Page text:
The maleimide moiety of anthracycline-(C13-imino)- EMCH intermediates is subsequently reacted with reduced sulfhydryls (R-SH) groups. Hydrazides utilized in related synthesis strategies have included 4-[N-maleimidomethyl] cyclohexane-1 carboxyl-hydrazide [52,55], 6- maleimidocaproyl-hydrazide (3,3’-N-[ε-maleimidocaproic acid] hydrazide) [14-16,26], and other analogous heterobifunctionally reactive reagents [15]. The sulfhydrylreactive maleimide groups incorporated into anthracyline intermediates then form a covalent bond with either cysteine amino acid residues [14,15,18] or thiolated ε-amine groups of lysine amino acid residues [19,27,52,56,57] within biological protein fractions.

The acid-sensitive properties of anthracycline-(C13- imino) immunochemotherapeutics generated through the

Figure 6. Influence of selenium on the potency of covalent epirubicin-(C13-imino)-[anti-HER2/neu] immunochemotherapeutic against chemotherapeutic-resistant SKBr-3 mammary carcinoma. Legend: (u) covalent epirubicin-(C13- imino)-[anti-HER2/neu] immunochemotherapeutic, and (n) covalent epirubicin-(C13-imino)-[anti-HER2/neu] immunochemotherapeutic with selenium (5 mM). Monolayers of SKBr-3 mammary carcinoma were incubated for 72-hours and cytotoxicity measured as a function of MTT cell vitality relative to matched negative reference controls.

formation of a covalent imino (hydrazone) bond is vulnerabile to pH-dependent hydrolysis. Due to this property, the epirubiin moiety is reportedly more extensively liberated within the acidic micro-environment of the phagolysosome (pH 5.0 - 5.5) [28,29,58] following internalization by mechanisms of receptor-mediated endocytosis [59].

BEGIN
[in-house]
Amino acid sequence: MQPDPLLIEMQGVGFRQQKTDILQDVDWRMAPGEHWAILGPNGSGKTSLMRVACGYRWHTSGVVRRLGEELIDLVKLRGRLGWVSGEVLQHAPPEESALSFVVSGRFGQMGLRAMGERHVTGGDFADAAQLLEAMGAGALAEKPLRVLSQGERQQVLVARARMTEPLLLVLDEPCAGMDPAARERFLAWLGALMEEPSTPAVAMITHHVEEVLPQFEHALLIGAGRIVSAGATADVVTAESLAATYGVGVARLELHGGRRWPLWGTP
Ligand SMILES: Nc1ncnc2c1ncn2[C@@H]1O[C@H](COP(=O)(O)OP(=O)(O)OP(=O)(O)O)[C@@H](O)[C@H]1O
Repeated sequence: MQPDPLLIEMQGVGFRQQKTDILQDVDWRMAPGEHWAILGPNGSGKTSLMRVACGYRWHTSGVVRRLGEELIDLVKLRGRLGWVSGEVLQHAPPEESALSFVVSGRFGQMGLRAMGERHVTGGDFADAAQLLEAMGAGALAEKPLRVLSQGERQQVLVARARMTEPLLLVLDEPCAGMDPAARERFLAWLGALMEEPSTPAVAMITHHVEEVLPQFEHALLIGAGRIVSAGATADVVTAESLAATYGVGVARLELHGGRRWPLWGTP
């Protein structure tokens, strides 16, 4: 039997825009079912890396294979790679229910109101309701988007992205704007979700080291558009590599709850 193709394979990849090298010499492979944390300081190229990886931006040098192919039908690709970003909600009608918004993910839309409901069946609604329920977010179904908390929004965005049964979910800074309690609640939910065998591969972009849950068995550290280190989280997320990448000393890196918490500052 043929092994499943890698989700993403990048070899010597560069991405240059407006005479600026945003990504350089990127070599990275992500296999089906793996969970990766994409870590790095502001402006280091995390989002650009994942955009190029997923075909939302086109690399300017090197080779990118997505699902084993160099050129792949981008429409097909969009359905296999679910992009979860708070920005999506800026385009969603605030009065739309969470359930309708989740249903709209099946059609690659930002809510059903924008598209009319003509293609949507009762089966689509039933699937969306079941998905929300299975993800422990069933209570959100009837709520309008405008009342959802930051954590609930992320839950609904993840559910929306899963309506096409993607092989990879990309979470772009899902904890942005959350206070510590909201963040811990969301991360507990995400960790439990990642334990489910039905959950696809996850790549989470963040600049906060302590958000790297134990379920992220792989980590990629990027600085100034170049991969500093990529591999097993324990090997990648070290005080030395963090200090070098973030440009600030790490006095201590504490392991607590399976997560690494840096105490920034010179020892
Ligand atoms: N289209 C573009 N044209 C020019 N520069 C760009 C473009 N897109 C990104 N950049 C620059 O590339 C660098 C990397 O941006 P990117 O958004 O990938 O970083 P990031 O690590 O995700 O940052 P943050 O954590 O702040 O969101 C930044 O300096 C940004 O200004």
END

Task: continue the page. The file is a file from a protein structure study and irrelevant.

Cell Binding-Total membrane bound IgG profiles in SKBr-3 mammary carcinoma populations for epirubicin-(C13-imino)-[anti-HER2/neu] proportionally increased with elevations in total immunoglobulin (Figure 3). Seemingly modest alterations in synthesis chemistry and elevations in chemotherapeutic molar incorporation index can profoundly influence immunoglobulin binding properties [53]. Given this perspective, the relatively mild conditions employed during the course of synthesis procedures and relatively modest 40% molar incorporation index collectively contributed to the high biological integrity of epirubicin-(C13-imino)-[anti-HER2/neu] based on results from SDS-PAGE/immunodetection and cellELISA analyses. Relatively higher anthracycline immunoglobulin molar incorporation indexes can be attained by implementing harsher synthesis conditions. Such modifications often result in only modest declines in